Let me get back to my point, which is that my dad, Jimmy, was one of so many young men who went to Vietnam. He was drafted in 1965 and served four or five tours. Unlike a lot of his friends who went alongside him, he managed to make it back in one piece, physically at least. But just like other survivors, he was torn to pieces inside by what he’d seen and what he’d had to do to survive. My dad was taken from me when I was a teenager, so I didn’t get the chance to speak to him man to man about what he lived through, but I got a sense of it from the stories he told.

He tried to always end those stories with something cheerful, because that was the way he looked at life, but you could hear the hardship through it anyway. When my dad would tell me about hard days and sleepless nights in the jungle, he’d spend more time talking about his friends telling jokes and singing Motown songs to get through it together. But one time when I was in high school, he sat me down and really leveled with me. He told me that he’d been a helicopter gunner and that countless times he killed people that he didn’t know. He’d watch them fall to the ground hundreds of feet below him every time he pulled that trigger.

“It was war,” he said to me, without a smile on his face. “It was bloody.”

He got real quiet and I couldn’t think of anything to say. He was my hero, and I was just trying to picture him, not much older than I was at the time, in a helicopter above a jungle, leaning out the door shooting people every day, just to stay alive.

“I never told you who you’re named after, did I, Tray?”

That wasn’t what I was expecting to hear. “No, Dad. You and Mom said you just liked the way it sounded.”

“Well, we did, but there’s more to it,” he said.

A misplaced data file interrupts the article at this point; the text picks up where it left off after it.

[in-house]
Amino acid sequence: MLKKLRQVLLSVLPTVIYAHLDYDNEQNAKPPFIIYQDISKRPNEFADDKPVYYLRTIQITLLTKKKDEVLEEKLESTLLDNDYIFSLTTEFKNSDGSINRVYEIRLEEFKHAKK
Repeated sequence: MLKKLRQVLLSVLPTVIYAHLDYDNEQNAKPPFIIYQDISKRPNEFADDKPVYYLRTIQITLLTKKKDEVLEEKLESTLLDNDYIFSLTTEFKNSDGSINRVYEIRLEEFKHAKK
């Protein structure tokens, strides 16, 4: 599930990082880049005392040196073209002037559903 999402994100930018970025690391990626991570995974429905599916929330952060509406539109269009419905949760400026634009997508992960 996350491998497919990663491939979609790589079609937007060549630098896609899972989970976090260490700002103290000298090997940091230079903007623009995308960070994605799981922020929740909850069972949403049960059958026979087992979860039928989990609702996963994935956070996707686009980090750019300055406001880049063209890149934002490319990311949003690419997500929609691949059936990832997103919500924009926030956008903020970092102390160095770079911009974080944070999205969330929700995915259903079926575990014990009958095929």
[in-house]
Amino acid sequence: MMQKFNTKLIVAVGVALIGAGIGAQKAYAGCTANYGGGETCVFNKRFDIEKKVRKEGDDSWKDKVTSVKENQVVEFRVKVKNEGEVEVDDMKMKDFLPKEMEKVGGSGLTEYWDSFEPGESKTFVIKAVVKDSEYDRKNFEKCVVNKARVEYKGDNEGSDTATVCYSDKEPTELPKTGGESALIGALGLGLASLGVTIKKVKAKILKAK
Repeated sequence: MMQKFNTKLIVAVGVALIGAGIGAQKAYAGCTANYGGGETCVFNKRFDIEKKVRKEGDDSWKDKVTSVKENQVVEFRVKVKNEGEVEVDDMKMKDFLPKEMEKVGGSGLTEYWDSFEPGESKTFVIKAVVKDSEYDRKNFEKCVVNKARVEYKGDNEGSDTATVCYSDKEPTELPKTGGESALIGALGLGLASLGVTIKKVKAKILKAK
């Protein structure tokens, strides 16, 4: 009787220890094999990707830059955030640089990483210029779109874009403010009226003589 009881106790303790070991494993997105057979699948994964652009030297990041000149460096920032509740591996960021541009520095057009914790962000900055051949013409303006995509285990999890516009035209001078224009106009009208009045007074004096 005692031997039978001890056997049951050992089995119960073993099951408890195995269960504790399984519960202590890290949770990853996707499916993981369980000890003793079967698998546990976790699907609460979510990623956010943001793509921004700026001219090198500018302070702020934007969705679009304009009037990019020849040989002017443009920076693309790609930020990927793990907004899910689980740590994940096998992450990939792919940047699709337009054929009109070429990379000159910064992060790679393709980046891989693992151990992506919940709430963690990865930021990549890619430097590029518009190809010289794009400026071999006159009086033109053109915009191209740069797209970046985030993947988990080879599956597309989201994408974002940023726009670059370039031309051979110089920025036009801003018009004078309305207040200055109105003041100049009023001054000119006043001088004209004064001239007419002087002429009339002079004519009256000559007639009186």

When my dad got on that army transport plane leaving America headed to Vietnam, he spent the next twenty-four hours or however long it took to get over there sitting next to an Irish guy named Tracy. They were the same age and came from very different backgrounds, but they became real close, considering the circumstances. They talked about all that they were leaving behind and all that they were going to face. They talked about being scared and how long they thought this war would go on. He said he knew that guy better after one day with him than he did members of his own family. They landed and got their assignments, and the next day my dad’s new friend Tracy was dead. He was all in pieces because he stepped on a land mine. He was going home in a body bag after one day in the shit.

“That taught me everything I needed to know about the war,” my dad said. “I never forgot that time I spent with him, because all that talking we did put me at ease. I figured that we’d be friends forever, but that’s how war is. And that’s how you got your name.”

I was sad to hear that story but glad too. Because let’s face it—Tracy Morgan? That’s an Irish female’s name. With a name like that, I should have red hair, blue eyes, and big titties. I should be in a green bikini on a float every March.

When I think of Vietnam or see it referenced in a movie or a script, the first image that comes to mind is my father in his field uniform, fighting in that jungle. As an older man, when I’ve been faced with challenges, I remember that at seventeen my father went to fight a war on the other side of the world. I look at my girlfriend, Taneisha, whose brother was sent to fight in Iraq. He left home at eighteen. I wonder what he was thinking about as he flew over there. I wonder if his experience was similar to my dad’s.

Taneisha told me that her brother slept as much as he could on his way to war. He didn’t want to think about it. He tried to avoid it by sleeping, but he couldn’t hide from it: On one of his first days there he saw a baby who had been shot in the head lying on the side of the road. Her brother is back home, thank God, but that is the kind of stuff that he can never forget. He had a hard time readjusting, but he got through it. He goes to church five days a week now.

When I was a kid I’d wake up at night and find my dad walking around the house, patrolling. I’d be on my way to the bathroom and I’d ask him, “Dad, are you all right?” And he’d just stare at me. I don’t even know if he knew I was there. He was just in his head, still patrolling, still in Vietnam. He couldn’t shake it. I used to break down crying about that, even as a young kid, because I knew at those moments that I’d never have my dad. I could never have my father in his entirety because a huge part of him was never going to be there.